“A Call to Arms”
The multi-part story of the Titans vs. demons straight out of Hindu mythology comes to its end in an issue that I enjoyed a bit more than the ones leading up to it. I can't say exactly why other than it seemed more straight-forward. Most of the issue is a straight-up fight that culminates, as it kind of has to, with the new hero Solstice saving the day. I mean, it seems like this story was basically about introducing this new character into the book. Too bad she's coming in just in time to be wiped away after next month.
Along the way we do get some good character moments, such as between Connor and Rose, between Gar and Raven – and the latter's seeming betrayal of their new teammate with whom she seems to have had some kind of problem from the beginning. Raven swears she didn't intentionally leave her behind when “portalling” the others back into the real world – but the only one who overtly accepts her word is Tim. I'm pretty sure we won't get to see this stuff play out, though.
“Next Issue... The Titanic Return of Superboy-Prime.” Sigh. Not him again. One benefit (hopefully) of the Relaunch that's coming up is that maybe we can be done with this guy. Since his “turn to the dark side” in Infinite Crisis he has had few appearances that I haven't found annoying as all get out. He was okay as the Big Bad in Final Crisis: Legion of Three Worlds, and his appearance in the two-part Adventure Comics end of Blackest Night had its moments, but other than that.... I wonder if the ending of that Blackest Night story will even be taken into account here.
“Eclipso Rising, Part Six”
Blue Lantern Saint Walker, empowered by his proximity to Alan Scott Green Lantern and Mikaal Tomas Starman, is able to go beyond showing Eclipso his heart's desire to make him believe he has actually attained it. Such as killing Donna Troy. That's right – her death at the end of last issue didn't really happen except in Eclipso's mind. Where it's just the beginning of his ultimate conquest of the universe and the eradication of all life so that only himself – and Bruce Gordon's mind – are left. Really, it's all to keep him distracted by his “success” as Donna keeps whaling at him, and the others continue to fight, as Atom and Starman fight to free The Shade from Eclipso's control. When they succeed in that, it likewise breaks his control of all the others, bringing Alan and Jade and all the rest back into the fray on the side of light. When the light fades, Bruce Gordon is left in his own native form.
But the crisis is only half-averted – the moon must now be put back together before the effects of its shattering wreak irrecoverable harm to the Earth. Supergirl – absent for most of this arc, shows up just in time to help out (a note places this after the “Reign of the Doomsdays” story going on in Action Comics) and the deed is accomplished. The adventure ends on a high note, with the Atom Ray Palmer essentially giving his blessing (as an old-time member of the “classic” Justice League) to this most recent, sometimes dismissed as “B-list,” Justice League….
… a high note that falls flat when you turn the page and see that, five weeks later, Dick Grayson Batman is formally adjourning, “[f]or us, for our version anyway … the last ever meeting of the JUSTICE LEAGUE OF AMERICA.” “Well, I must say this is a surprise,” Bill the Congorilla speaks for us all. That something has happened to bring this sudden decline in fortunes about is obvious, not just from the passage of time, but from whatever injury Starman has suffered to put his arm in a sling. He seems okay the just previous page. “... To Be Concluded.”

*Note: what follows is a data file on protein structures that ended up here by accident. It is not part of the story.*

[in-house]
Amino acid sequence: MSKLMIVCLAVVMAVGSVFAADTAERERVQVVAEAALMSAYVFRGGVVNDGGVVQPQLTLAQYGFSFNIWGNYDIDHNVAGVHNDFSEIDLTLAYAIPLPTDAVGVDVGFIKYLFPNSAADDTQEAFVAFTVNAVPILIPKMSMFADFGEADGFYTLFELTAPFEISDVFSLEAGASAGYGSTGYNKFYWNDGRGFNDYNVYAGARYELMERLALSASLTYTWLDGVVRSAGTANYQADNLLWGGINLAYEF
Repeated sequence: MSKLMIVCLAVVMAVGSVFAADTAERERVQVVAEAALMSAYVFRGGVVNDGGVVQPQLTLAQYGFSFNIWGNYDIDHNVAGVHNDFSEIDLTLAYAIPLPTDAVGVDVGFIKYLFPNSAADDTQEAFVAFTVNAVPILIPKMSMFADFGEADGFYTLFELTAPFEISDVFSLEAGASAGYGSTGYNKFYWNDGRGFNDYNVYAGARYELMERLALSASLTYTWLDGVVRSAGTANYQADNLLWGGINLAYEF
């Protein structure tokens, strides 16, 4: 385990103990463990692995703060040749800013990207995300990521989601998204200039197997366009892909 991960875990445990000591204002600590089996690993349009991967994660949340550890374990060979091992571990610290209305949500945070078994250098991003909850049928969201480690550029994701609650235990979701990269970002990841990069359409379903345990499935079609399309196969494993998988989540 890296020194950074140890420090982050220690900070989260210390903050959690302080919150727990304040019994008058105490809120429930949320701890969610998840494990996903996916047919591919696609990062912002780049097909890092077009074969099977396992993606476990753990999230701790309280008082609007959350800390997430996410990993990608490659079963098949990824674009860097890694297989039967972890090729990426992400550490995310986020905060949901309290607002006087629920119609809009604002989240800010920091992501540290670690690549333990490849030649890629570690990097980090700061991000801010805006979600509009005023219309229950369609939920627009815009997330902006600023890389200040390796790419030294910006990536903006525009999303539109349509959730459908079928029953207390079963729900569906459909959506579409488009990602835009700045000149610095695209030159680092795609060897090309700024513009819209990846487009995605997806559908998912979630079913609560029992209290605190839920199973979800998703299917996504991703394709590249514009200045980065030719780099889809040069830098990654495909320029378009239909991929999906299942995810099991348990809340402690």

I do wonder if we'll find out in the next – the last – issue of this run of Justice League of America. Without looking the solicitation up, from what I remember it's some kind of “crisis of confidence” issue, but is it the events leading up to Batman's statement, or the fallout? I've read “rumblings” on the internet, while avoiding any outright spoilers, that there's a good bit of metatextual commentary in that last issue by James Robinson on the difficult conditions that have been imposed on all the writers of this run from the beginning. Rather than being the center, the flagship, of the DC Universe as it arguably ought to be, too often the writers have had to accommodate their stories to whatever other big events were going on, with characters being jerked out of their title with little notice, with the League itself seemingly being jerked all around, to the detriment of any writer really being able to develop any kind of story momentum. Perhaps most famously, a couple of years ago his public complaining about that is what led to the late, great Dwayne McDuffie being sacked from this book. One would think that a writer of Robinson's stature would have been able to control his own book's destiny rather than having all those other tails wagging the big dog back and forth, but especially in the early part of his run it sure didn't seem to be so. Heck, even in this arc, witness Supergirl's absence and her explicit statement that she had to be elsewhere – in Action Comics. Really, trying to coordinate “continuity” at that level, where characters are pulled here, there, and yonder and interfering with good stories elsewhere, is just ridiculous. Apparently Robinson has some choice, albeit veiled, words on the subject. I am so looking forward to seeing just what people are talking about here.